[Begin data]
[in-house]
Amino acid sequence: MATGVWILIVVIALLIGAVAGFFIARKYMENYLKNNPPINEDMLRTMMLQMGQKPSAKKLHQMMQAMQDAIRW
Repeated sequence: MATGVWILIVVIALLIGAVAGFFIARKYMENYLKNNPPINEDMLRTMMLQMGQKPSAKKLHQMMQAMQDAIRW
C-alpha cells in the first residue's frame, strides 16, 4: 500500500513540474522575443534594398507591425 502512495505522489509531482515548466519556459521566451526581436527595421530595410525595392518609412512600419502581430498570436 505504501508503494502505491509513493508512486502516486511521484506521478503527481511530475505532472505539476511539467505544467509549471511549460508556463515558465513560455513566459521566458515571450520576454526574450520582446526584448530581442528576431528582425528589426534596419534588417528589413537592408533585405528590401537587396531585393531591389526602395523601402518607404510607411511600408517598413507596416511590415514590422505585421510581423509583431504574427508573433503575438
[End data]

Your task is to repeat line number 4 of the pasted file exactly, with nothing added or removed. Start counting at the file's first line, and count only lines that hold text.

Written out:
C-alpha cells in the first residue's frame, strides 16, 4: 500500500513540474522575443534594398507591425 502512495505522489509531482515548466519556459521566451526581436527595421530595410525595392518609412512600419502581430498570436 505504501508503494502505491509513493508512486502516486511521484506521478503527481511530475505532472505539476511539467505544467509549471511549460508556463515558465513560455513566459521566458515571450520576454526574450520582446526584448530581442528576431528582425528589426534596419534588417528589413537592408533585405528590401537587396531585393531591389526602395523601402518607404510607411511600408517598413507596416511590415514590422505585421510581423509583431504574427508573433503575438